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Sunday, 3 September 2017

Giuseppe ‘Nino’ Farina – racing driver

The first Formula One world champion


Giuseppe 'Nino' Farina had family roots in the automotive industry
Giuseppe 'Nino' Farina had family roots
in the automotive industry
Emilio Giuseppe Farina, driving an Alfa Romeo, became the first Formula One world champion on this day in 1950.

The 43-year-old driver from Turin - usually known as Giuseppe or 'Nino' - clinched the title on home territory by winning the Italian Grand Prix at Monza.

He was only third in the seven-race inaugural championship going into the final event at the Lombardy circuit, trailing Alfa teammates Juan Manuel Fangio, of Argentina, by four points and his Italian compatriot, Luigi Fagioli, by two.

Under the competition’s complicated points scoring system, Fangio was hot favourite, with the title guaranteed if he was first or second, and likely to be his if he merely finished in the first five, provided Farina did not win.  He could have been crowned champion simply by picking up a bonus point for the fastest lap in the race, provided Farina was no higher than third.

Fagioli could take the title only by winning the race with the fastest lap, provided Farina was third or lower and Fangio failed to register a point.

Farina could win the title only by winning the race, recording the fastest lap and hoping Fangio finished no better than third place.  A top-three finish with the fastest lap bonus would do if Fangio did not score at all.

Farina on the cover of the Argentine motor racing magazine El Gráfico in 1953
Farina on the cover of the Argentine motor
racing magazine El Gráfico in 1953
In the event, Farina won and Fangio had a bad day, retiring twice – first in his own car, on which the greabox failed, and then in team-mate Piero Taruffi’s Alfa. He scored one point for the fastest lap, but that on its own was not enough.

It was a third victory of the season for Farina, who had also triumphed in the British Grand Prix at Silverstone and the Swiss Grand Prix at Bremgarten.

Born in Turin in 1906, Farina’s roots were in the car business.  He was the son of automotive coachbuilder Giovanni Carlo Farina and the nephew of the brilliant car designer Battista “Pinin” Farina.

Giuseppe excelled at skiing, football and athletics but was always likely to opt for motor sport.  He bought his first competition car while still at university and abandoned a potential career as an officer in the Italian Army in order to fulfil his ambitions on the track.

He made his competitive debut in 1933 and by 1936 was driving Alfas for Enzo Ferrari’s Scuderia Ferrari team. In 1937 he won his first Grand Prix in Naples and by the end of the season was Italian champion, a title he retained in 1938 and 1939, driving for Alfa Corse, then the official Alfa Romeo team.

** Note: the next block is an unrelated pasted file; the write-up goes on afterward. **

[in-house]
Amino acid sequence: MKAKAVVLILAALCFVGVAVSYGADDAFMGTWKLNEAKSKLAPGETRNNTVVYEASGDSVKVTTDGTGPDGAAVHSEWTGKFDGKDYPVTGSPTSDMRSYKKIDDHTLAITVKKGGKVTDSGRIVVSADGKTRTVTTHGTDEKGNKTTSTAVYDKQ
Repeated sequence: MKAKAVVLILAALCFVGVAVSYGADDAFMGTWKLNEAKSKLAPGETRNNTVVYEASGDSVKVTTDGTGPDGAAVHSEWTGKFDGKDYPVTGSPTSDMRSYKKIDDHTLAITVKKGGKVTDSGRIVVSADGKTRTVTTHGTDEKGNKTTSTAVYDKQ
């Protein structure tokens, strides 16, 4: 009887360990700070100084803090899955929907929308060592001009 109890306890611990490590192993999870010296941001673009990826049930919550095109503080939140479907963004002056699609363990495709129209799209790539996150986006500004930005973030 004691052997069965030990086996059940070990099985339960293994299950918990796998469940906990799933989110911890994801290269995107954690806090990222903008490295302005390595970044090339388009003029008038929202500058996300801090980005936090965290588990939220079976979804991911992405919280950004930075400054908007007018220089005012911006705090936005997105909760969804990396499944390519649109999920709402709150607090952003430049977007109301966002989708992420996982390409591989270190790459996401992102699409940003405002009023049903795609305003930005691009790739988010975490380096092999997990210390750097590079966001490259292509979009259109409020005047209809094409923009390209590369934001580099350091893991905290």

The Second World War almost certainly robbed him of his best years. In the immediate years following, he fell out with Alfa Corse, but had some successes in a privately-entered Maserati before returning to Scuderia Ferrari. 

Farina in practice at Monza in 1955
Farina in practice at Monza in 1955
In 1950, however, he rejoined Alfa and enjoyed his best season, going back to Ferrari in 1954 only because Alberto Ascari – world champion in 1952 and 1953 - had left Ferrari and switched to Lancia, creating a vacancy for team leader.

Farina retired in 1955, after which he became involved in Alfa Romeo and Jaguar distributorships and later assisted at the Pininfarina factory.  He died in June 1966 at the age of 59 en route to the French Grand Prix, when he lost control of his Lotus in the Savoy Alps, near Aiguebelle, hit a telegraph pole and was killed instantly.

Travel tip:

Apart from the motor racing circuit, Monza is notable for its 13th century Basilica of San Giovanni Battista, often known as Monza Cathedral, which contains the famous Corona Ferrea or Iron Crown, bearing precious stones.  According to tradition, the crown was found on Jesus's Cross.  Look out also for Villa Reale, built in the neoclassical style by Piermarini at the end of the 18th Century, which has a sumptuous interior and a court theatre.

The church of Santa Giulia in Borgo Vanchiglia
The church of Santa Giulia in Borgo Vanchiglia
Travel tip:

Giuseppe Farina’s father established his coachbuilding business in the historic Borgo Vanchiglia district of Turin, near the confluence of the Dora Riparia river and the Po. The neo-Gothic church of Santa Giulia, on Piazzetta Santa Guilia, is at the heart of the neighbourhood, which is renowned for buildings of unusual design.









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